View From Sapsucker Woods: Hosting Cuban Scientists
Text and photo by John W. Fitzpatrick
July 15, 2012
We experienced an unprecedented spring migration this year—a northward movement that once was unimaginable. Its evolutionary origin dates back 10 years. Last year, well before flight, this migration appeared to lose momentum amid continuing storms. But this year the skies parted, and we were treated to a magical two months we hope can be repeated often during the years to come.
Since 2002, with support from the MacArthur Foundation, the Cornell Lab has had the privilege of working with dozens of students and young professionals across the island of Cuba. Our goals are to help build expertise, resources, and energy for biodiversity conservation, and to help increase awareness and appreciation of birds across Cuban society. We are fortunate to be collaborating with an already strong and well-educated community of scientists and conservationists, through a program of research and training with numerous universities and research centers, all permitted by Cuba’s ministry of science, technology, and the environment (CITMA).
We knew from the start that our patience would be tested, as an out-dated political standoff continues to enforce a reprehensible cultural gulf far more daunting than the mere 90 miles physically separating our two countries. For most citizens of the United States, Cuba has been a “black hole” because of a tight economic embargo first imposed back in the 1960s. But we also knew that both the natural resources of Cuba and the cultural vibrancy of the Cubans richly deserved investment as a new generation of Cuban scientists comes of age. So, while securing the necessary licenses from both countries, we sought input from the Cubans themselves on how we might best contribute to their training, research and monitoring, and conservation efforts.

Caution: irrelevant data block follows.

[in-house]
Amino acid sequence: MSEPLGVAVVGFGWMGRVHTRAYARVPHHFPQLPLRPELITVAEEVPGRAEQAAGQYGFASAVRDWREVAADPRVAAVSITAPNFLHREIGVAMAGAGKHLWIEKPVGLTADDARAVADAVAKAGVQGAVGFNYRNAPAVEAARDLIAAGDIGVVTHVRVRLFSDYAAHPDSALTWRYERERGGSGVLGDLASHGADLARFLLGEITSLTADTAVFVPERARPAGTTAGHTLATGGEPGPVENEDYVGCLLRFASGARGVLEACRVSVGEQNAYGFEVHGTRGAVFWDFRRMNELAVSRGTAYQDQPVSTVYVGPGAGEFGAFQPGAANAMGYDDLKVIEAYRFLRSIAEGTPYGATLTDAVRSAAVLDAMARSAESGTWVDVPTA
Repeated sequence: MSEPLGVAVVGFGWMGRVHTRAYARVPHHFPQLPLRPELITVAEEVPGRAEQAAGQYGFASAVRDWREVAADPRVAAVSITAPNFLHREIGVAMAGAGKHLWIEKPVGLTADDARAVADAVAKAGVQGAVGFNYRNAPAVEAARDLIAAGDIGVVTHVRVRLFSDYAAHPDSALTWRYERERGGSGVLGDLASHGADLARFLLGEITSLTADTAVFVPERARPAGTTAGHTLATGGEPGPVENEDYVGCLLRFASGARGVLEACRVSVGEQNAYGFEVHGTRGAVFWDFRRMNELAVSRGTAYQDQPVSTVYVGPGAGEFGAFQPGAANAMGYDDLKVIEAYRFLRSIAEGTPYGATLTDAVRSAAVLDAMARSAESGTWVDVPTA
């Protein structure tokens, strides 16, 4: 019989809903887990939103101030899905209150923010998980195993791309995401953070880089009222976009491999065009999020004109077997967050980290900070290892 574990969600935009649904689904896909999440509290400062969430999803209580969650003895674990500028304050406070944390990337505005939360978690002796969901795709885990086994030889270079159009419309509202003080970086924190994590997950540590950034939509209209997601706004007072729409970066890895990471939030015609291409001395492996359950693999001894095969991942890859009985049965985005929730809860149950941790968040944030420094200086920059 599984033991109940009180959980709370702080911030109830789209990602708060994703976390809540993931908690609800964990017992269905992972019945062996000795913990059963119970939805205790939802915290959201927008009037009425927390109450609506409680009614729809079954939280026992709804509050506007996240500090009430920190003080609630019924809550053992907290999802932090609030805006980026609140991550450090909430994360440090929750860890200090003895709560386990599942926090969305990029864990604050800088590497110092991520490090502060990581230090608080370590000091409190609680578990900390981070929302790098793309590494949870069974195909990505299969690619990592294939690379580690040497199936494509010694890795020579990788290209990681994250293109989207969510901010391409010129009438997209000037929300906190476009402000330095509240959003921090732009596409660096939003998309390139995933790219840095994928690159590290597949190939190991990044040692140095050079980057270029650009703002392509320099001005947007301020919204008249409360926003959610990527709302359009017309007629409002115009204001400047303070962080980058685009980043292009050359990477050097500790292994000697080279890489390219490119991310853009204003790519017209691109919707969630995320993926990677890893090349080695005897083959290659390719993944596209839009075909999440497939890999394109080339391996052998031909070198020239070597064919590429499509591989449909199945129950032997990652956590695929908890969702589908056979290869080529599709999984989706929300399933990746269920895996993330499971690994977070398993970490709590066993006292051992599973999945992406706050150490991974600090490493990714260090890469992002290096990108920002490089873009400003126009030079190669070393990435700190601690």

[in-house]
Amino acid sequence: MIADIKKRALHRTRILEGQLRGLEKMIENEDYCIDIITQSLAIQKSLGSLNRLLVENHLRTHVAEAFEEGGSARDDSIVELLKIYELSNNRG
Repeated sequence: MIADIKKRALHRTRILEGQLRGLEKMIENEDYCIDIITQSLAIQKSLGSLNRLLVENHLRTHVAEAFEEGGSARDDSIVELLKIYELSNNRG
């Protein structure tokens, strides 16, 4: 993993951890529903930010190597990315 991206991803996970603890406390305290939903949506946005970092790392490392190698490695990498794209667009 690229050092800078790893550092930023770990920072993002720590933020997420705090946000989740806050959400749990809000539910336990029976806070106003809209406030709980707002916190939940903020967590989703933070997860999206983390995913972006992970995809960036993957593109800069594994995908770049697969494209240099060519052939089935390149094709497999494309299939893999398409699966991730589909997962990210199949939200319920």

By far the most biologically diverse island in the Caribbean, Cuba harbors 370 species of birds, including 28 species unique to the island and more than 250 species that migrate to breed on the North American mainland. Among our objectives is to understand the ecological roles these migrants play, with an aim toward helping Cuban scientists develop strategies for bird protection nationwide. We teach intensive field courses, assist with ecological inventories in protected natural areas, develop and print public education materials, and ship thousands of pounds of scientific literature to the island. With Cornell University Press, we recently completed an all-Spanish edition of the field guide, Aves de Cuba, printed 10,000 copies, and shipped them to Cuba for free distribution to schools, parks, and public offices all across the country.
Two years ago, we dreamed up a far-fetched idea: Could a group of students one day migrate north with their birds? We set the idea in motion, weathering all discouragement. Finally, in early April this year, seven wonderfully energetic and intellectually curious Cuban students (see photo of them studying a softshell turtle, above) arrived on U. S. soil for an epic learning adventure that has changed all of our lives. They began in Florida, conducting mini-research projects and assisting with long-term ecological research at Archbold Biological Station. Then in early May, like good Neotropical migrants, they continued north for studies and writing at Cornell. They returned to their homeland in June, following visits to New York City (American Museum of Natural History) and the Everglades ecosystems. Every person fortunate enough to meet this group during the two months they were with us was impressed both by their enthusiasm for learning, and by their passionate, charismatic personalities.
We are proud to have hosted what we believe to be the largest group of Cuban student scientists to travel together in the United States in 50 years. We will do everything in our power to make this milestone migration a regular occurrence. After all, the birds we share with Cuba can do it twice a year!
—John W. Fitzpatrick
Louis Agassiz Fuertes Director
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